US $25 Million project to improve family health in Zimbabwe


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By Byron Mutingwende


The United States Agency for International Development (USAID) has launched the five-year $25 million Mhuri/Imuli Project that will provide technical assistance for integrated maternal newborn child health and family planning to the ministry of health and child care (MOHCC).


In his remarks at the launch, David Parirenyatwa, the minister of health and childcare said the funding would go a long way in assisting the ministry to provide the highest possible level of health care and quality life for Zimbabwean citizens.


“The Ministry of Health and Child Care has the mandate to provide the highest possible level of health care and quality life for all its citizens. This is only possible through the combined efforts of individuals, communities, and contributions and participation, of a myriad of stakeholders, involved in both financing and providing technical support for the improved delivery of health services nationwide. For this reason, I would like to warmly welcome the Mhuri/Imuli project as an essential partner of the MOHCC, and to appreciate USAID for their consistent collaboration over the years,” Parirenyatwa said.


A 19-year old mother of two from Manicaland, Emily Mkwananzi testified that such projects would go a long way in advancing family planning to adolescent girls and young women like her who often goes through hardships of getting into early marriages without adequate knowledge about family planning.


“I grew up on the farm and was orphaned. When I finished my Ordinary Level studies, I got married and had two children before I turned 18. As a young and inexperienced mother, I endured abuse in marriage. Thanks to programmes by USAID and the relief arm of the Catholic Church in Manicaland, I got education about my sexual reproductive health rights. Now I am a determined, resilient, empowered, safe and free young woman,” Mkwananzi said.


Dr. Munyaradzi Mukuzunga, the Acting Manicaland Provincial Medical Director called for the the strengthening and continuation of a good partnership, building on the investments that USAID has made in Manicaland Province.


“As I look back at the era when our maternal, newborn and child mortality was among one of the highest in the world, I also look at the journey that the country has taken and take pride of the reductions made to maternal, newborn and child mortality.


“I would like to inform on the contributions that Manicaland Province has made to these achievements. Through the partnership with the Maternal and Child Health Integrated Programme (MCHIP) maternal, newborn and child mortality was reduced at 36 high burdened sites. 43% reduction in maternal deaths, 36% reduction in neonatal deaths and 25% reduction in under 5 deaths were seen in 36 USAID supported sites between 2014 and 2017,” Mukuzunga said.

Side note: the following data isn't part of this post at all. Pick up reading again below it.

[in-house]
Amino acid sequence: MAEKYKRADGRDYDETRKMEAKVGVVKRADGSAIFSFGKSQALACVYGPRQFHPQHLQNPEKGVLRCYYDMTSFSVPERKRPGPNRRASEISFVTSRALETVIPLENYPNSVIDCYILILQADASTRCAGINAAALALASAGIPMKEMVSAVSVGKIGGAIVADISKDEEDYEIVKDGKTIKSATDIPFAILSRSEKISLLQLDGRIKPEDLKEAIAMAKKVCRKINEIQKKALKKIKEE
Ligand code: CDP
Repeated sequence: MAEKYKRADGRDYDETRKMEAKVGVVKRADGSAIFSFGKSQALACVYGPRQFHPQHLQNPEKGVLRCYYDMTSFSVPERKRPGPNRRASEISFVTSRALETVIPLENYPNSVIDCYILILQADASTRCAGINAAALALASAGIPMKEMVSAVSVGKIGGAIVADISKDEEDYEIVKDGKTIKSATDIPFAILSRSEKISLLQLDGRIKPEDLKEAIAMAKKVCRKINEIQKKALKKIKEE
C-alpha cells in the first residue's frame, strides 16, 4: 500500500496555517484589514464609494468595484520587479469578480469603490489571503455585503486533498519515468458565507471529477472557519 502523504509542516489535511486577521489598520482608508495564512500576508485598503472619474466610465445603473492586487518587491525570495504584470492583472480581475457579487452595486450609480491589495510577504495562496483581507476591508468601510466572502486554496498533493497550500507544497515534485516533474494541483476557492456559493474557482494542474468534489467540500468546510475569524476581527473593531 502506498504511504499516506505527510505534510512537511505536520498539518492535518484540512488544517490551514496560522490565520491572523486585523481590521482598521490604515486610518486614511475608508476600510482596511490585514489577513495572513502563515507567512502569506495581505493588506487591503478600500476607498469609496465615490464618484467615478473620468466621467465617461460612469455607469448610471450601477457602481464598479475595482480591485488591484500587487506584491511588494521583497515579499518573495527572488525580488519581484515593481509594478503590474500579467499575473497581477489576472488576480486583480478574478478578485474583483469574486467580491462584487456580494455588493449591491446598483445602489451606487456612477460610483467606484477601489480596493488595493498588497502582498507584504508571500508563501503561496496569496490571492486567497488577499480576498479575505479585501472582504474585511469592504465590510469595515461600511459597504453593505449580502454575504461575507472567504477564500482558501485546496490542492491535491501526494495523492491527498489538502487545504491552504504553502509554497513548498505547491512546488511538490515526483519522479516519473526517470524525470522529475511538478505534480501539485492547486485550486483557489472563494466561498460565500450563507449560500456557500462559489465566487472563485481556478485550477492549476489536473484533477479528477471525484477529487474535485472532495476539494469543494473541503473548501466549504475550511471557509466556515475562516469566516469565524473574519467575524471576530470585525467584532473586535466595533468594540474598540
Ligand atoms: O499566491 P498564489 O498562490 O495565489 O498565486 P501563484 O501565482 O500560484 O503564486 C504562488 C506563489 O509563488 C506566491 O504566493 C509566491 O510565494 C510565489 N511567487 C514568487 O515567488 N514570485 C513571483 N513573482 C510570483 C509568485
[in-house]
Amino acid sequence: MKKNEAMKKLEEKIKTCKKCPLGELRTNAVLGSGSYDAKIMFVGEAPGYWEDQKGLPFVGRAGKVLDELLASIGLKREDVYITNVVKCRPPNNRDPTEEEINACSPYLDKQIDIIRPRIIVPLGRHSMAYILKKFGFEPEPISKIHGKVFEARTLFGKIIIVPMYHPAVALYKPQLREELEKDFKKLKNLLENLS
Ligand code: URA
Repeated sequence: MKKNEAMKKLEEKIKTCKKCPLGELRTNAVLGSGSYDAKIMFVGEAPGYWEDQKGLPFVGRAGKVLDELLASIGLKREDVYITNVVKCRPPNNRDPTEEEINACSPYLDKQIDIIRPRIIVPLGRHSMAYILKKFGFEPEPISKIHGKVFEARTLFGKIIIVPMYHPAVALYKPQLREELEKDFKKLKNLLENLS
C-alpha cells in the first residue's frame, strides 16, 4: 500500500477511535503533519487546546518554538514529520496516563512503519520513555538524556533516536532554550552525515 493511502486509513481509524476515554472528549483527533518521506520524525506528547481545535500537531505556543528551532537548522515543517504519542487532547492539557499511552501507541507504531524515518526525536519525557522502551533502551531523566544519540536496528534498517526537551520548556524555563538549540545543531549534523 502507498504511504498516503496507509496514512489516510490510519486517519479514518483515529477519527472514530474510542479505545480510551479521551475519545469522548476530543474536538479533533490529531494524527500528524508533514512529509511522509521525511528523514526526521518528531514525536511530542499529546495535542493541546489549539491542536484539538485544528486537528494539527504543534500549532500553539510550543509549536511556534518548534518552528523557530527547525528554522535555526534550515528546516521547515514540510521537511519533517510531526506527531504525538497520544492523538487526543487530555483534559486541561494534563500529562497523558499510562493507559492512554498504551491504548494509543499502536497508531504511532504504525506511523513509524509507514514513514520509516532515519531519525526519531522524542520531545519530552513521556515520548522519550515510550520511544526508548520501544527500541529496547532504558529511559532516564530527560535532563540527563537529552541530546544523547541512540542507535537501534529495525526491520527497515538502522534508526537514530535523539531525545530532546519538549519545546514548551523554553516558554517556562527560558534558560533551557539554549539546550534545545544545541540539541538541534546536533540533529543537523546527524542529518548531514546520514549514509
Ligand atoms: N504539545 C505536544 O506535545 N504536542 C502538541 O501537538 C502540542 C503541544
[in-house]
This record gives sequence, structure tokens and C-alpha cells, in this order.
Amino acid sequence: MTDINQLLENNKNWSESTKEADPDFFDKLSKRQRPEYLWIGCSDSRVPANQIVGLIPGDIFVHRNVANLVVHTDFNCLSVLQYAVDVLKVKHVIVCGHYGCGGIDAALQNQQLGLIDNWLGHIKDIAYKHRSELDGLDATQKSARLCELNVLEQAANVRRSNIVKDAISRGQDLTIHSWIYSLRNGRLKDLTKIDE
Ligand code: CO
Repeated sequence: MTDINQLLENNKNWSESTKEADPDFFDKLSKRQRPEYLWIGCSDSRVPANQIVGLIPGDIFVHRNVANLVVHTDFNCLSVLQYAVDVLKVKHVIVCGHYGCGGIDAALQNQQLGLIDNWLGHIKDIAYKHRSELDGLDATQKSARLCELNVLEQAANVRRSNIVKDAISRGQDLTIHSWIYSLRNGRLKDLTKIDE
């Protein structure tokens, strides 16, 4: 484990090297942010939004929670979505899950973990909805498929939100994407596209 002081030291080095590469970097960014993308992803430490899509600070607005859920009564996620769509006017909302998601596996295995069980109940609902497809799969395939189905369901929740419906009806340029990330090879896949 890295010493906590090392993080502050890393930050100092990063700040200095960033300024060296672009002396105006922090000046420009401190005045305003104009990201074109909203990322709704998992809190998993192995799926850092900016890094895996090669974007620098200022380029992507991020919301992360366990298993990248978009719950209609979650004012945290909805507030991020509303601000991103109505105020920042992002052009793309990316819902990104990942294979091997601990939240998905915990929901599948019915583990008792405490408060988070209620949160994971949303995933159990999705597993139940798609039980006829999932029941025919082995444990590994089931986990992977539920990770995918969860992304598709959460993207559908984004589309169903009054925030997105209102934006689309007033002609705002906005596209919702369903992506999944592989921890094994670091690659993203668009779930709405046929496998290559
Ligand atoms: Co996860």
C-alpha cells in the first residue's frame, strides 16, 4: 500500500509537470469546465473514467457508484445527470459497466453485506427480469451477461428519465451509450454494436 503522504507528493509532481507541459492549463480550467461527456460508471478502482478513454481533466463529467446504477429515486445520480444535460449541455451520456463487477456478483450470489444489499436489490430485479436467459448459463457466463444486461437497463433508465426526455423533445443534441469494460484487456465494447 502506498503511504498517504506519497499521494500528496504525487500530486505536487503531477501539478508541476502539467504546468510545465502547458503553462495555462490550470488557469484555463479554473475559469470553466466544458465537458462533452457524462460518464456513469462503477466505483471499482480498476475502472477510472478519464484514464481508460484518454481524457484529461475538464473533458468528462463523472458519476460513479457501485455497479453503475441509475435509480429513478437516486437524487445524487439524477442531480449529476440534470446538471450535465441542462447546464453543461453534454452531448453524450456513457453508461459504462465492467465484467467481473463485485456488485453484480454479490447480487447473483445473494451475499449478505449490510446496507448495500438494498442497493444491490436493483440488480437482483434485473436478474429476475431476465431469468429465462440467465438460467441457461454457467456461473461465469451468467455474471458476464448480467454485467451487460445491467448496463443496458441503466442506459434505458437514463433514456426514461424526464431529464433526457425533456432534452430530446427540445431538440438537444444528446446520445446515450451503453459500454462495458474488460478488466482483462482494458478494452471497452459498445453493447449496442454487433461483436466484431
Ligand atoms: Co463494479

He paid tribute to the result-based financing programming, and good support from partners such as UNICEF, UNFPA, WHO, CORDAID, CHAI, Plan International and others towards the improvement of maternal and child health.


Stephanie Funk, the USAID Mission Director for Zimbabwe said there was need to focus on the health of the entire family network on high quality maternal, newborn, child health care as well as family planning services.


“Family planning saves lives and it empowers women and their partners to make informed decisions that will improve the quality of their lives. I met women in Matebeleland North whose lives changed when USAID brought family planning to their doorstep. They simply said access to family planning gives them control that empowers them to plan their lives,” Funk said.


Over the last seven years, USAID and its partners have made impressive progress improving the lives of more than 700 000 women and over 1, 5 million babies in Zimbabwe.


Mhuri/Imuli will build on these achievements by strengthening the skills and knowledge of health care workers, bolstering community health systems, and integrating maternal and child health services with reproductive health care. It will improve the health of mothers and children in seven districts of Manicaland by increasing access to high quality health services, from the home to the community, primary care facilities, and hospitals.


In total, the USAID programme will make available critical health services to approximately 1, 75 million people in Manicaland, including hard to reach areas, said Mhuri/Imuli Programme Chief of Party, Dr. Angela Akol.


Despite recent advances, Zimbabwe still struggles with high levels of maternal and child deaths. The 2015/2016 Zimbabwe Demographic Health Survey (ZDHS) demonstrated a reduction in maternal mortality since 2010, from 960 to 651 deaths per 100 000 live births, and in under-5 mortality from 84 to 69 per 1 000 live births. Manicaland Province has the worst health outcomes for children in the country, with one in 10 dying before the age of five.